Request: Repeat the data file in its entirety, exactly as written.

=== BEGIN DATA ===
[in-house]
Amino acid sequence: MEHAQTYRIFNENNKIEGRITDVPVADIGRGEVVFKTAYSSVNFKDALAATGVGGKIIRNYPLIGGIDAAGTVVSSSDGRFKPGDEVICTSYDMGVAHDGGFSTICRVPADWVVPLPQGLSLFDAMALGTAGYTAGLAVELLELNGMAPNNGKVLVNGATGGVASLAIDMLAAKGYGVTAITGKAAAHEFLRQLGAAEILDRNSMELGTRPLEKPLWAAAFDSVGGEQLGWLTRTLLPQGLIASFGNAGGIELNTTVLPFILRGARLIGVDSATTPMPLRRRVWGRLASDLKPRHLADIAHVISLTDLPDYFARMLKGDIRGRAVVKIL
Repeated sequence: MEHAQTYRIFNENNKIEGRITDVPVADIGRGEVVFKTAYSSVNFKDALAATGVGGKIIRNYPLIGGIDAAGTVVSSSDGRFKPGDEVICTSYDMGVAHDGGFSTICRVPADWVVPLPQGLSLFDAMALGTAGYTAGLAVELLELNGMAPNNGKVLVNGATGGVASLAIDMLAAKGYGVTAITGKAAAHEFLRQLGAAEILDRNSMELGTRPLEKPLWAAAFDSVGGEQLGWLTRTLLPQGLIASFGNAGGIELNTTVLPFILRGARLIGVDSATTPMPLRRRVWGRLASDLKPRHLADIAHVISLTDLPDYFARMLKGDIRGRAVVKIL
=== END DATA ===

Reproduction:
[in-house]
Amino acid sequence: MEHAQTYRIFNENNKIEGRITDVPVADIGRGEVVFKTAYSSVNFKDALAATGVGGKIIRNYPLIGGIDAAGTVVSSSDGRFKPGDEVICTSYDMGVAHDGGFSTICRVPADWVVPLPQGLSLFDAMALGTAGYTAGLAVELLELNGMAPNNGKVLVNGATGGVASLAIDMLAAKGYGVTAITGKAAAHEFLRQLGAAEILDRNSMELGTRPLEKPLWAAAFDSVGGEQLGWLTRTLLPQGLIASFGNAGGIELNTTVLPFILRGARLIGVDSATTPMPLRRRVWGRLASDLKPRHLADIAHVISLTDLPDYFARMLKGDIRGRAVVKIL
Repeated sequence: MEHAQTYRIFNENNKIEGRITDVPVADIGRGEVVFKTAYSSVNFKDALAATGVGGKIIRNYPLIGGIDAAGTVVSSSDGRFKPGDEVICTSYDMGVAHDGGFSTICRVPADWVVPLPQGLSLFDAMALGTAGYTAGLAVELLELNGMAPNNGKVLVNGATGGVASLAIDMLAAKGYGVTAITGKAAAHEFLRQLGAAEILDRNSMELGTRPLEKPLWAAAFDSVGGEQLGWLTRTLLPQGLIASFGNAGGIELNTTVLPFILRGARLIGVDSATTPMPLRRRVWGRLASDLKPRHLADIAHVISLTDLPDYFARMLKGDIRGRAVVKIL